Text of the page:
Today, although generally unknown by westerners, especially tourists, Chongqing is a bustling, growing city, the largest city in the world at 33 million people.  Because it is growing so fast, it still has the feel somewhat of a smaller city (also non-domestic tourism has yet to be developed there).  However, it is not a completely forgotten city.  World industry has come to Chongqing in the form of Ford Motor Corporation, Visteon, TRW, Johnson Controls, LEAR, Delphi, and Cummins from the US; DENSO and Exedy from Japan; and Mahler, Siemens VDO, GKN, and GITI from Europe, among many other firms.  Of course, there are the requisite McDonald’s, KFC, and Starbucks.


Chongqing is also one of the most important inland ports in China.  My father wrote that the only way from the river into the city proper was a long climb up very steep and slippery stairs.  I’m sure that when my father was there, the river was the only convenient way to access the city and that is why those steep, slippery steps leading up to the heart of the city were so important.  Today, steps from the river to the city are broad and easy to climb.  There is a plaza and sort of a park at the confluence of the Yangzi and Jialing Rivers, where one can access the river to eat on restaurant boats or take a Yangzi River cruise.  Daen and I didn’t go to the actual river wharfs and our guide was not a native of Chongqing, so we didn’t explore other river access points.


Daen and I liked Chongqing.  In spite of its size, it has a good feel to it.  I would like to return to Chongqing and do some more exploring on my own.  There is a small chance that the temple in the hills is still there.  Also, I would like to look at other river access points.


Chongqing Old Town

Our first stop in Chongqing was the “Old Town” where a museum of sorts preserves some of the Qing dynasty culture by way of buildings, landscape, and artful manikins.  It was reminiscent of what most Americans think of as China Town, but better cared for than many other examples of this lifestyle.  These museums are usually government owned and run.  Official guides take the visitors on a tour of the sites.  The young woman who showed us through this museum spoke excellent English and was delightful.


Dazu Grottoes

The Dazu Grottoes are stone carvings in an area several hours by car from Chongqing.  The earliest carvings were begun in 650 AD during the early Tang Dynasty, but the main period of their creation began in the late 9th century, when a Prefect of Changzhou, pioneered the carvings on Mount Beishan.  His example was followed after the collapse of the Tang Dynasty by local and gentry, monks and nuns, and ordinary people.  In the 12th century, during the Song Dynasty, a Buddhist monk named Zhao Zhifeng began work on the elaborate sculptures and carvings on Mount Baoding, dedicating 70 years of his life to the project.


Off limits to visitors for many years, the carvings were opened to Chinese travelers in 1961 and foreign visitors in 1980.  Until 1975 there was only a muddy path between the town of Dazu and the main cluster of carvings.  The isolation helped keep the art unharmed during the Cultural Revolution.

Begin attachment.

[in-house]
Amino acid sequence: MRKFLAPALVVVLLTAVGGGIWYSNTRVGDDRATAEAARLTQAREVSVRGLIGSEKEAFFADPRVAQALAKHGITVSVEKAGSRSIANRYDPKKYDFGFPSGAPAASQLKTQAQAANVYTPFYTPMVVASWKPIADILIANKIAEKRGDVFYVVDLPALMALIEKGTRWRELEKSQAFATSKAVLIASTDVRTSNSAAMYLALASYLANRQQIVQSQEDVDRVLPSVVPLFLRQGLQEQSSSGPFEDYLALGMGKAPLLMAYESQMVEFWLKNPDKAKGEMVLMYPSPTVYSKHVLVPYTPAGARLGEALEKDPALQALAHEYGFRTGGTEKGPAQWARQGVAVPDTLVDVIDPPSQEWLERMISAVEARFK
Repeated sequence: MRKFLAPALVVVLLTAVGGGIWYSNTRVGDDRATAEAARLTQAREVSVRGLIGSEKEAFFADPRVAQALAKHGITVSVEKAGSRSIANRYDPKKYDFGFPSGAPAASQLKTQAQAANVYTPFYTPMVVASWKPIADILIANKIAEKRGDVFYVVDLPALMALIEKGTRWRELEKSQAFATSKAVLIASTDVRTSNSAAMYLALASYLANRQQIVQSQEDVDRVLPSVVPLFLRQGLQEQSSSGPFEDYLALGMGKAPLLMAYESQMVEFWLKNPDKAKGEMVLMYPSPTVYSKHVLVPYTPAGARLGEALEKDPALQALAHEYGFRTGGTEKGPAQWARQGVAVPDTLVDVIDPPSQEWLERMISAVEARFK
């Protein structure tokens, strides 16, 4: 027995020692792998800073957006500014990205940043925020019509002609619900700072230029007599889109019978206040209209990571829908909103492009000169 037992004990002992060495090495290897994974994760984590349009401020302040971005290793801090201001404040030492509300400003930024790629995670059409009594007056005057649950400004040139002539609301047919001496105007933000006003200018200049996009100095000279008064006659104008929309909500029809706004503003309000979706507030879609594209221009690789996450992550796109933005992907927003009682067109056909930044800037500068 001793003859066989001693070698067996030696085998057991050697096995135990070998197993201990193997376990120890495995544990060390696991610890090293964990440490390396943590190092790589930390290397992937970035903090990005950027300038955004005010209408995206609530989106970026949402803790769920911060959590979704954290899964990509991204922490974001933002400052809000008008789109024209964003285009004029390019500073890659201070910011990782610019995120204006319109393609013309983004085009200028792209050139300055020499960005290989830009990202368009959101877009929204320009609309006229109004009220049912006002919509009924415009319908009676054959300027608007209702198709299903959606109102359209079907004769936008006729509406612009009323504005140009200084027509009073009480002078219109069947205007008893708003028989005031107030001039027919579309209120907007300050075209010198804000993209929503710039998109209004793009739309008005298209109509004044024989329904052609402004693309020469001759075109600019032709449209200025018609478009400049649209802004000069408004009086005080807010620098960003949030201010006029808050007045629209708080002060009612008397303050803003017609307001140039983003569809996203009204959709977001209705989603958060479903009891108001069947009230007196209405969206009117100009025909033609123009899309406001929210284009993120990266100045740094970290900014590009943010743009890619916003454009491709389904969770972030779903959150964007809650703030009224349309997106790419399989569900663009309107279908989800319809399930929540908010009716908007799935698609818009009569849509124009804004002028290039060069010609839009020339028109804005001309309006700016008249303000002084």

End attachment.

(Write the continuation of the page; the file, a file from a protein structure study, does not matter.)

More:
Daen and I visited these two sites.  The size and detail of the carvings are amazing.  For me, the carvings were beautiful, but did not inspire the feeling of reverence that I felt at the Lingyin Temple in Hangzhou.  Daen suggested that this was because the carvings were promoted by businessmen and the gentry instead of monastics.  It was nevertheless awe-inspiring.


Hongyan Revolutionary Memorial Museum, Zhazi Cave, and Stillwell Museum

Because of my interesting in WWII history and Chongqing, we visited the Hongyan Revolutionary Memorial Museum, Zhazi Cave, and Stillwell Museum.  The buildings at Hongyan used to be the base of the Southern Bureau of the CPC Central Committee and the Chongqing office of the Eight Route Army during the period of Anti-Japanese War.  It opened as a memorial museum on May 1st, 1958, and is now considered one of China's most important monuments.  Daen and I were the only westerners among the many Chinese visitors.


The Zhazi Cave was the Nationalist Party prison in the hills of Chongqing.  The prison is not on the normal list of touring sights, especially for westerners, but we went there because of my personal interest in WWII history.  Again, Daen and I were the only westerners.


These two sights were both sad and depressing – Hongyan because of the stark offices, containing bed, table, chairs, and bookcase, and somber energies that pervaded the building; Zhazi because of the harsh living conditions and the lists of names of people whose lives ended in 1949.


The Joseph Warren Stillwell Museum is housed in Stillwell’s Chongqing residence; however, it has not been well cared for.  Many of the pictures and captions were illegible because of dampness and mold.  Stillwell, himself, a controversial figure, was removed from the Asian field in 1944.  Yet, the site conveyed the deep gratitude of the Chinese people, especially in this area, for his assistance and that of the Americans during WWII.


We also visited a museum (not state supported) honoring Claire Lee Chennault, head of the American Volunteer Group, which became the Flying Tigers.


Although my father worked in the same area as these men (China-Burma-India Theater), he was not military; he was working directly for the Chinese the entire time he was in China (1929-1944).

Tags: d. f. myers, myers



What a thorough and fascinating visit you had to Chongqing and vicinity. You two seem to have a knack for finding historically significant sites hidden in plain sight by ongoing life, like those caves.

I am astonished that Stillwell’s Chongqing residence has been preserved at all even if somewhat poorly. Chang Kai-shek demanded his recall. I should reread "Stillwell and the American Experience in China" to see why the Chinese honor him today.

  Jody Howe Nov 9, 2012 1:47 PM